Modernization of the nation’s strategic command and control system now under way – and to be funded to the tune of more than $14 billion over the next five years – will probably create a C3 system with enough nodes “to make a precursor attack virtually impossible,” he suggested. Even though there is “no unanimity” within the scientific community about the effects of EMP (electromagnetic pulse) and other by-products of large nuclear bursts in the atmosphere on C3 systems, General Davis said SAC would be able to execute its strategic forces because of high redundancy in celestial and terrestrial communications links, including land-lines.

Washington Observations

ê US Army Chief of Staff General E. C. Meyer, just prior to his recent retirement, told this writer that he has “no problem whatsoever” with the Air Force, over time, assuming full responsibility for all strategic defensive operations. Once there is a “coherent addressal” of strategic defense – consonant with President Reagan’s recent recommendation – there “ought to be a command made up of Army and Air Force [elements] and I would be willing to give the responsibility for it to the Air Force. I believe such a command has to be centralized.”

Explaining that it would b extremely difficult to “develop the defense in the absence of the offense,” he suggested that effective defense against ballistic missiles is “so important to the future that you should assign it to somebody who is looking at it in its totality.” With the air Force likely to get the “largest share of the dollars” for this mission, he deemed it logical that t Army eventually would be taken out of the ballistic missile defense (BMD) business.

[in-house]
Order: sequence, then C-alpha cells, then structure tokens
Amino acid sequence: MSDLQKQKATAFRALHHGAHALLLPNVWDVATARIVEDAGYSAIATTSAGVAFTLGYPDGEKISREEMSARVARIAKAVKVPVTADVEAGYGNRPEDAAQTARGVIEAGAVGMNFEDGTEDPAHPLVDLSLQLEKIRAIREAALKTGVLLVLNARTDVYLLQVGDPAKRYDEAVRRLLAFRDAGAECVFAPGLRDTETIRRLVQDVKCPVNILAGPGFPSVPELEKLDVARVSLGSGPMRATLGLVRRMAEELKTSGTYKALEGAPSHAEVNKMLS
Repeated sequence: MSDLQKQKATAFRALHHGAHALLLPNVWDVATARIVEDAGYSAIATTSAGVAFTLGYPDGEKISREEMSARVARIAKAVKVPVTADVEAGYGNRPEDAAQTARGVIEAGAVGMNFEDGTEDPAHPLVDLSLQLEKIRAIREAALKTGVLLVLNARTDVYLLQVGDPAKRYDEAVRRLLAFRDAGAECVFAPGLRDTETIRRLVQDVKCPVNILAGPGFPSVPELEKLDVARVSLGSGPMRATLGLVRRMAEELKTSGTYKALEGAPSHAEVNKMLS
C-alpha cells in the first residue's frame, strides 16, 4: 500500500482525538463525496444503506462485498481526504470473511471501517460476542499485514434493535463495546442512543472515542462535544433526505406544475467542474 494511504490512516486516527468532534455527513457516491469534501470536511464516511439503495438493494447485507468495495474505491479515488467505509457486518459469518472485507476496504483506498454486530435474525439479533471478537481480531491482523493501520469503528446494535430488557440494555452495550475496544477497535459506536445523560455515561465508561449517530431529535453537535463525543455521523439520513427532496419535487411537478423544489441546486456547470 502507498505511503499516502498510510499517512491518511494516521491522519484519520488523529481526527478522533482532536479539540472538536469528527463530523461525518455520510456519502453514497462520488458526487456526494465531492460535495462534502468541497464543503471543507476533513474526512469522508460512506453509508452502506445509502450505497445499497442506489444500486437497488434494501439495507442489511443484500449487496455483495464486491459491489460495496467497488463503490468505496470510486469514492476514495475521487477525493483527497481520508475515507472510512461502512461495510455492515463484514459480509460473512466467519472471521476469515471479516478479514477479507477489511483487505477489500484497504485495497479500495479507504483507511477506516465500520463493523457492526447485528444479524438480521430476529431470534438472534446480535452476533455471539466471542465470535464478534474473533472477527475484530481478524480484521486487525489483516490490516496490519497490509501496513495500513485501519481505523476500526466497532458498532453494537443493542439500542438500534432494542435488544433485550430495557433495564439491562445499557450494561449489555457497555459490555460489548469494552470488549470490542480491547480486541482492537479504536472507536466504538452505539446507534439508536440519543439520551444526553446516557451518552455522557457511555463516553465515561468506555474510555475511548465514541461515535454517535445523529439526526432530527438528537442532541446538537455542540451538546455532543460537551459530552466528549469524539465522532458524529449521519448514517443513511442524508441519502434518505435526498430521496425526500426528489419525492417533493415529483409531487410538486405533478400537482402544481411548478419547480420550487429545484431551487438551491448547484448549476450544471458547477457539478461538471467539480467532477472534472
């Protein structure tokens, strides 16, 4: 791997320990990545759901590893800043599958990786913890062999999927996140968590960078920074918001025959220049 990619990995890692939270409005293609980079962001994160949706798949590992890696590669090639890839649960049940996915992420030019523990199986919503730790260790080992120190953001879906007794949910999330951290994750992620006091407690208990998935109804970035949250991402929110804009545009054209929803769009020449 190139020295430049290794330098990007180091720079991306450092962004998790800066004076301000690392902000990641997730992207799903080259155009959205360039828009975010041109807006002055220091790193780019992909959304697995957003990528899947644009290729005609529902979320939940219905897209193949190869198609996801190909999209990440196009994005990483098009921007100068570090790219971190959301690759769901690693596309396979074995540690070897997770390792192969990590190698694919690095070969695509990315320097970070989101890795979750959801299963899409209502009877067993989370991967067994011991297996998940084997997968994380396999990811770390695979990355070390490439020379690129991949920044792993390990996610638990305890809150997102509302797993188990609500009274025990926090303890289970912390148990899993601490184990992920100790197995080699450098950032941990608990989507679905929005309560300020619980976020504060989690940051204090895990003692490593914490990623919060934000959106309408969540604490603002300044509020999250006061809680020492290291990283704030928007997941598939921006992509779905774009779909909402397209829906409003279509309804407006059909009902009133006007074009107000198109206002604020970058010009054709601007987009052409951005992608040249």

Concerning an unrelated issue affecting the two services, development of the C-17 for the intratheater airlift mission. General Meyer declared himself a “strong advocate of the C-17.” He termed development of such as aircraft “absolutely essential” for the kind of military involvement the United States is likely to get into in the future.

Although relatively optimistic about the C-17’s prospects, he said there “will have to be continued pressure by the Army as the spokesman for what’s needed in this area. The obstacles are as much political as they are military.”

ê Congressman Les Aspin (D-Wis.) chairman of the Military Personnel and Compensation Subcommittee of the House Armed Services Committee, told this writer that he soon will hold hearings on the military retirement system, emphasizing especially comparisons with private pensions systems, other government retirement plans, and military retirement systems of foreign countries. Acknowledging that the proposed actions by his subcommittee will amount to little more “thank stirring the pot,” he predicted Congress this yea is not likely to institute any major reforms of military retirement unless the Defense Department makes such a recommendation.

“What we are trying to do in these hearings is to get the Pentagon to [undertake] a serious and comprehensive reform. If that doesn’t work, I don’t think Congress really can pass a comprehensive reform.” Suggesting that the Defense Department is not likely to do so, he said his strategy would center on “piecemeal” actions such as making military personnel on active duty “contribute” toward their retired pay in the manner of the Civil Service.

In the nuclear strategic sector – where Congressman Aspin surprisingly emerged as somewhat o a guardian angel among liberal House Democrats of the strategic force modernization package drawn up by the Scowcroft Commission and endorsed by the White House – he expressed himself in favor “of some kind of throw-weight limitation” in the Strategic Arms Reductions Talks (START) to protect mobility single-warhead ICBMs from the threat of barrage bombings.

Without such a limit on Soviet thro-weight, “you could wind up with a barrage attack that would take out the small, single-warhead missiles even though they are scattered all over the military reservations,” he warned.